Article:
Will the Mets enjoy a second no-hitter (albeit in somewhat bureaucratic fashion) within a span of two weeks after going more than 50 years without even one? That's their hope for R.A. Dickey.
The Mets, reports MLB.com's Adam Berry, intend to appeal the official scorer's ruling that B.J. Upton's first-inning infield knock on Wednesday was a hit rather than an error on third baseman David Wright. Here's the play in question:
Upton probably beats it out no matter how cleanly Wright fields it, but there's still a compelling case that it's an error. Upton's hit, of course, turned out to be only one Dickey allowed all night.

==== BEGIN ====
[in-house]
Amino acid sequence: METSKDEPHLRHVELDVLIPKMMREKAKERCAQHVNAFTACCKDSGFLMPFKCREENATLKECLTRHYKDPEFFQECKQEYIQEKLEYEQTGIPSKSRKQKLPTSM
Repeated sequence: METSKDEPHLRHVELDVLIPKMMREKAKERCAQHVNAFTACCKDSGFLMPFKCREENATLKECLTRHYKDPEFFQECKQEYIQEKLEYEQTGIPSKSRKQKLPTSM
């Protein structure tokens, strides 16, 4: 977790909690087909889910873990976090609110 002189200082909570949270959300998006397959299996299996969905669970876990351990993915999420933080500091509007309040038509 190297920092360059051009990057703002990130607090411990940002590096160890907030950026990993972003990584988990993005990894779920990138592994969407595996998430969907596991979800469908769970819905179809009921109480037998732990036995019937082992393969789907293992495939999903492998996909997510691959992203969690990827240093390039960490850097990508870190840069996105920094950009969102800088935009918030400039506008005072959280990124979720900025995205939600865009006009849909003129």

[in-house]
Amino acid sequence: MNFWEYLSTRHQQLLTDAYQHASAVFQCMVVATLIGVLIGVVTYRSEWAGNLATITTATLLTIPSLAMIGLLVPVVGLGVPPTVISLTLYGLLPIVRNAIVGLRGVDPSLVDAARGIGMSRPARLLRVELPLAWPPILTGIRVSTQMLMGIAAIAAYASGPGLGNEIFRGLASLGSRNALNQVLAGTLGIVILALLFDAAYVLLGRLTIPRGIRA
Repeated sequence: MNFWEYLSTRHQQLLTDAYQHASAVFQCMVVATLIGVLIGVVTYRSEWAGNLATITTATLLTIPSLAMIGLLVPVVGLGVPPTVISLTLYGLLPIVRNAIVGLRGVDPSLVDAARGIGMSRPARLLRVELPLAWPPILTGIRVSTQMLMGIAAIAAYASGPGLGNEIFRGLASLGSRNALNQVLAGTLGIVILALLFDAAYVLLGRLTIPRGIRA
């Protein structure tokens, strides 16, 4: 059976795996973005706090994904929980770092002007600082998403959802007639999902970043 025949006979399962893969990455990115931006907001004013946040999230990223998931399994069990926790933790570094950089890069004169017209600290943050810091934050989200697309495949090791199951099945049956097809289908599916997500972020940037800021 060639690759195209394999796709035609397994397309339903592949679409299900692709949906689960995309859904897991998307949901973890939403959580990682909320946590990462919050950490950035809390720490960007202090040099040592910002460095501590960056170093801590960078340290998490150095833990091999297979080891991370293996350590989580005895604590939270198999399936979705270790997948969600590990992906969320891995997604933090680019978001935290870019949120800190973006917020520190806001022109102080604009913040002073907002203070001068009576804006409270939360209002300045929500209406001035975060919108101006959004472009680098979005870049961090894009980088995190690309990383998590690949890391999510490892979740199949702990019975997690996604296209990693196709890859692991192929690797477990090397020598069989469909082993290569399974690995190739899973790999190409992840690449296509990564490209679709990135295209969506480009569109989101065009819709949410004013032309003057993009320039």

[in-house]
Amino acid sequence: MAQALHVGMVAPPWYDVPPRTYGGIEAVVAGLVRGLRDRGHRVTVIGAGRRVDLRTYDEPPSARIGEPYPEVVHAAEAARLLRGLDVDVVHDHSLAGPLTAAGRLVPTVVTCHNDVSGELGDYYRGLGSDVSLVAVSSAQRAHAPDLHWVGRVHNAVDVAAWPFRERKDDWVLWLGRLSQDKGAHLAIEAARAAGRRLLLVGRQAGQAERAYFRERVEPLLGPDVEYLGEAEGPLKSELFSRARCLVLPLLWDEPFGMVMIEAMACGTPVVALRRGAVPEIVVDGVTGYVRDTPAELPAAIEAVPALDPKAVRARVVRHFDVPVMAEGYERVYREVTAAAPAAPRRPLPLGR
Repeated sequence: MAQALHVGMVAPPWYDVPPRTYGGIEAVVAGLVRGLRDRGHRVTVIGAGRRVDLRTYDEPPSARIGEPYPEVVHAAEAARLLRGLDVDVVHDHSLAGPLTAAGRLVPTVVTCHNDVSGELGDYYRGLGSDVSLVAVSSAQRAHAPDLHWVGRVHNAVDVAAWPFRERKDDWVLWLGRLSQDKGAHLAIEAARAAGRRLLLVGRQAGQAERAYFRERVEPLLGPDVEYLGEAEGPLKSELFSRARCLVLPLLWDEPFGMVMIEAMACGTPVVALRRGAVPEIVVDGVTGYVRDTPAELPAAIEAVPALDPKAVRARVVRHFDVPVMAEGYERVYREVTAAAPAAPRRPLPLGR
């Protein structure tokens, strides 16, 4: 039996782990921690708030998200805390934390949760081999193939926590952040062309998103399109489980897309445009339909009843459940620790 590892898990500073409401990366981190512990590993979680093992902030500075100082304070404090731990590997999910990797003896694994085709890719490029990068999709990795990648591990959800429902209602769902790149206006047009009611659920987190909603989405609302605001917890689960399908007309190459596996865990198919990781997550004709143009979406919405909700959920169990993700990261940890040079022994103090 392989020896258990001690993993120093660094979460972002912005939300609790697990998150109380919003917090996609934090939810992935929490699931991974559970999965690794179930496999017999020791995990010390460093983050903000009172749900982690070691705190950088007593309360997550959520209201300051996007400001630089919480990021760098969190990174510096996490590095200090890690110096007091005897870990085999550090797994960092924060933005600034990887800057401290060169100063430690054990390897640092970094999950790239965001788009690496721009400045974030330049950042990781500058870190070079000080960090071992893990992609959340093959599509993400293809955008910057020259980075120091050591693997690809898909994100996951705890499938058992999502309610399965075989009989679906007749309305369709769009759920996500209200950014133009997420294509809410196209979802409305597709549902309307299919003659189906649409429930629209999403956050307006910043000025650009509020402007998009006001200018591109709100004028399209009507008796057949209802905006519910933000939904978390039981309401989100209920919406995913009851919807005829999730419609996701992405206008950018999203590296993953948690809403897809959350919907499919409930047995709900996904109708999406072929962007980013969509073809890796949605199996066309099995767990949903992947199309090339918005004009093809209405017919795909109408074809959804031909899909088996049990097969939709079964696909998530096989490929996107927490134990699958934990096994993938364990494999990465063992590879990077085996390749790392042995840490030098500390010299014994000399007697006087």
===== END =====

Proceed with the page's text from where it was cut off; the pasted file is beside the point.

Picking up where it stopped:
"We said in the ninth inning that we've got to appeal that play. We're probably not going to win it, but ... what the heck? What do you got to lose except to have somebody say no?" Mets manager Terry Collins said. "You've just got to give him his due. He deserves it."
There is some precedent working in New York's favor. Way back yonder in 1917, Ernie Koob of the St. Louis Browns pitched a "post-game no-hitter" when a hit off the bat of Buck Weaver was later ruled an error on second baseman Ernie Johnson.
Perhaps, though, the Mets should just let sleeping no-hit dogs lie.
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